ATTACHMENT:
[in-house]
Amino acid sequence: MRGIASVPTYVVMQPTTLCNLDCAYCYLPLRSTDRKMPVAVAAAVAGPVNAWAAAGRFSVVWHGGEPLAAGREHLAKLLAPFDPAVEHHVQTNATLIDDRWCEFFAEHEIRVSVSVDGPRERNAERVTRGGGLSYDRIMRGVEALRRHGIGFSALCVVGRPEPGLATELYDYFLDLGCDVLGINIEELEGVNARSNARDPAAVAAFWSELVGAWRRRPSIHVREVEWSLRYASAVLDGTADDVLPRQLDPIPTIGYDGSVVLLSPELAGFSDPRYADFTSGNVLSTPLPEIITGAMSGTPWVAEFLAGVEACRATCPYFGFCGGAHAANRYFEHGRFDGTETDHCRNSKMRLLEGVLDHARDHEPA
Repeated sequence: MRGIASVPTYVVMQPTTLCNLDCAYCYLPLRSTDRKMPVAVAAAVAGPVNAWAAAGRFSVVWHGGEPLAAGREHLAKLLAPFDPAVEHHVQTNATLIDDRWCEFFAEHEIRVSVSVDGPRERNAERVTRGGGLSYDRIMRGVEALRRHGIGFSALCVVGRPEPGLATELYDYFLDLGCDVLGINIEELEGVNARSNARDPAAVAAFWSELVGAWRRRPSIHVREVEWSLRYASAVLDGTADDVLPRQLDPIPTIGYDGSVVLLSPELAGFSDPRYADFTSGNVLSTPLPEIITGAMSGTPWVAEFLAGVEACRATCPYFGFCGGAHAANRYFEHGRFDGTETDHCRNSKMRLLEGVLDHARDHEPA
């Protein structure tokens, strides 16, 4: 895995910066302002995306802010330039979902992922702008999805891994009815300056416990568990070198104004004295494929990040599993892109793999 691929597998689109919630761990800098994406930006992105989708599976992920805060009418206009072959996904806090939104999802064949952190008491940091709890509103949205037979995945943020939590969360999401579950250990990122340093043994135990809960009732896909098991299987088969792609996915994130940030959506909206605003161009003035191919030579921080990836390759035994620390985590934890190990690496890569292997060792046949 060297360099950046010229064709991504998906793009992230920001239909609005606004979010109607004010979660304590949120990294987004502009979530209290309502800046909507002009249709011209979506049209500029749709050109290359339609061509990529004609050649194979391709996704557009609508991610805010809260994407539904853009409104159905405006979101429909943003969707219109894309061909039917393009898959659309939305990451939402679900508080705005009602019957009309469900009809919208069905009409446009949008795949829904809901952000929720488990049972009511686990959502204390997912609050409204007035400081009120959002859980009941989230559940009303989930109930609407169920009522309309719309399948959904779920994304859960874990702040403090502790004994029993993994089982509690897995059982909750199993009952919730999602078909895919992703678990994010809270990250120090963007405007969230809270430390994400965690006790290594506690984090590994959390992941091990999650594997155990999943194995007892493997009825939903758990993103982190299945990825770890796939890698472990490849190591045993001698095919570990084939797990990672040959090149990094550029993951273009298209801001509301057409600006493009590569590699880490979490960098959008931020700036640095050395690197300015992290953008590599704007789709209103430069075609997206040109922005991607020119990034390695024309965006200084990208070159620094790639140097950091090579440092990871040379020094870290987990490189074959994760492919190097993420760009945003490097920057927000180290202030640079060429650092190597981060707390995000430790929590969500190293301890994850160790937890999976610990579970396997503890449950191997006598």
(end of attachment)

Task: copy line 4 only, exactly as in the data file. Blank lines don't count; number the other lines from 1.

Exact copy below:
């Protein structure tokens, strides 16, 4: 895995910066302002995306802010330039979902992922702008999805891994009815300056416990568990070198104004004295494929990040599993892109793999 691929597998689109919630761990800098994406930006992105989708599976992920805060009418206009072959996904806090939104999802064949952190008491940091709890509103949205037979995945943020939590969360999401579950250990990122340093043994135990809960009732896909098991299987088969792609996915994130940030959506909206605003161009003035191919030579921080990836390759035994620390985590934890190990690496890569292997060792046949 060297360099950046010229064709991504998906793009992230920001239909609005606004979010109607004010979660304590949120990294987004502009979530209290309502800046909507002009249709011209979506049209500029749709050109290359339609061509990529004609050649194979391709996704557009609508991610805010809260994407539904853009409104159905405006979101429909943003969707219109894309061909039917393009898959659309939305990451939402679900508080705005009602019957009309469900009809919208069905009409446009949008795949829904809901952000929720488990049972009511686990959502204390997912609050409204007035400081009120959002859980009941989230559940009303989930109930609407169920009522309309719309399948959904779920994304859960874990702040403090502790004994029993993994089982509690897995059982909750199993009952919730999602078909895919992703678990994010809270990250120090963007405007969230809270430390994400965690006790290594506690984090590994959390992941091990999650594997155990999943194995007892493997009825939903758990993103982190299945990825770890796939890698472990490849190591045993001698095919570990084939797990990672040959090149990094550029993951273009298209801001509301057409600006493009590569590699880490979490960098959008931020700036640095050395690197300015992290953008590599704007789709209103430069075609997206040109922005991607020119990034390695024309965006200084990208070159620094790639140097950091090579440092990871040379020094870290987990490189074959994760492919190097993420760009945003490097920057927000180290202030640079060429650092190597981060707390995000430790929590969500190293301890994850160790937890999976610990579970396997503890449950191997006598």